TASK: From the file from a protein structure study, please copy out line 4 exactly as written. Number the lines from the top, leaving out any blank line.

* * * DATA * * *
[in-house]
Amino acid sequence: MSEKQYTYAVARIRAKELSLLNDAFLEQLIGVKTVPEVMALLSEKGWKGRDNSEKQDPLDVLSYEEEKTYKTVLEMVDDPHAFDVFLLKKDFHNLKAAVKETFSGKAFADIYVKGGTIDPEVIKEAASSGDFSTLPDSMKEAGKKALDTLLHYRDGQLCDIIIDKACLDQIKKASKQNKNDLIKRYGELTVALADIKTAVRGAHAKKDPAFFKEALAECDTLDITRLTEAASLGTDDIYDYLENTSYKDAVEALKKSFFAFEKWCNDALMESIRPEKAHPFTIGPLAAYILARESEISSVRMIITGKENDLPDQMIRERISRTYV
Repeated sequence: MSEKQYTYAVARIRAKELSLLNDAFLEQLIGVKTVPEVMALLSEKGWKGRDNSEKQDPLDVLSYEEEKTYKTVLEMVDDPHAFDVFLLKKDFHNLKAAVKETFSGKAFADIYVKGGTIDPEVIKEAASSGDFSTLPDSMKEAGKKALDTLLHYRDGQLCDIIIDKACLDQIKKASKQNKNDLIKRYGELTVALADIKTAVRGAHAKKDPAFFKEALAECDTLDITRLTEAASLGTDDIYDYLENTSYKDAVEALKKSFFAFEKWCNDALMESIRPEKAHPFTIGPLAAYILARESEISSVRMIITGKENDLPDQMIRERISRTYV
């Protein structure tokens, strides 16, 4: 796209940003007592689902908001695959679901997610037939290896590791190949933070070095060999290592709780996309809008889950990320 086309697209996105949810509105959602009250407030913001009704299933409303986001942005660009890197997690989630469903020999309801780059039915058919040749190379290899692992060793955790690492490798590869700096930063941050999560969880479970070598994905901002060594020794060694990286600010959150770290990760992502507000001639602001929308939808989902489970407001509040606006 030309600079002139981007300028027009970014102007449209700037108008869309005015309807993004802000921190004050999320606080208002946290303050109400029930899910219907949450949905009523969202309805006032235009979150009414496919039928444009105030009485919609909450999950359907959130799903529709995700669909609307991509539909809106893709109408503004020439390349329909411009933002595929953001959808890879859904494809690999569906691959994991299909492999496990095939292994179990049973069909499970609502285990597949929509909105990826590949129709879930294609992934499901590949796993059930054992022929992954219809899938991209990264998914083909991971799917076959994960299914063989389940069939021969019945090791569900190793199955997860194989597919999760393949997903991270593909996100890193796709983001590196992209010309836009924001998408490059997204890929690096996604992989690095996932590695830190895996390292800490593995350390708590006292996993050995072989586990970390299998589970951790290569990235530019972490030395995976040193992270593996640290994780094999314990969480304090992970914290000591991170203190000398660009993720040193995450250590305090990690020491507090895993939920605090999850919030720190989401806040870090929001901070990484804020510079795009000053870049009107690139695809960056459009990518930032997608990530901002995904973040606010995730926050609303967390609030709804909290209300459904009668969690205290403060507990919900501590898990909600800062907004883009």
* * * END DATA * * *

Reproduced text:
């Protein structure tokens, strides 16, 4: 796209940003007592689902908001695959679901997610037939290896590791190949933070070095060999290592709780996309809008889950990320 086309697209996105949810509105959602009250407030913001009704299933409303986001942005660009890197997690989630469903020999309801780059039915058919040749190379290899692992060793955790690492490798590869700096930063941050999560969880479970070598994905901002060594020794060694990286600010959150770290990760992502507000001639602001929308939808989902489970407001509040606006 030309600079002139981007300028027009970014102007449209700037108008869309005015309807993004802000921190004050999320606080208002946290303050109400029930899910219907949450949905009523969202309805006032235009979150009414496919039928444009105030009485919609909450999950359907959130799903529709995700669909609307991509539909809106893709109408503004020439390349329909411009933002595929953001959808890879859904494809690999569906691959994991299909492999496990095939292994179990049973069909499970609502285990597949929509909105990826590949129709879930294609992934499901590949796993059930054992022929992954219809899938991209990264998914083909991971799917076959994960299914063989389940069939021969019945090791569900190793199955997860194989597919999760393949997903991270593909996100890193796709983001590196992209010309836009924001998408490059997204890929690096996604992989690095996932590695830190895996390292800490593995350390708590006292996993050995072989586990970390299998589970951790290569990235530019972490030395995976040193992270593996640290994780094999314990969480304090992970914290000591991170203190000398660009993720040193995450250590305090990690020491507090895993939920605090999850919030720190989401806040870090929001901070990484804020510079795009000053870049009107690139695809960056459009990518930032997608990530901002995904973040606010995730926050609303967390609030709804909290209300459904009668969690205290403060507990919900501590898990909600800062907004883009």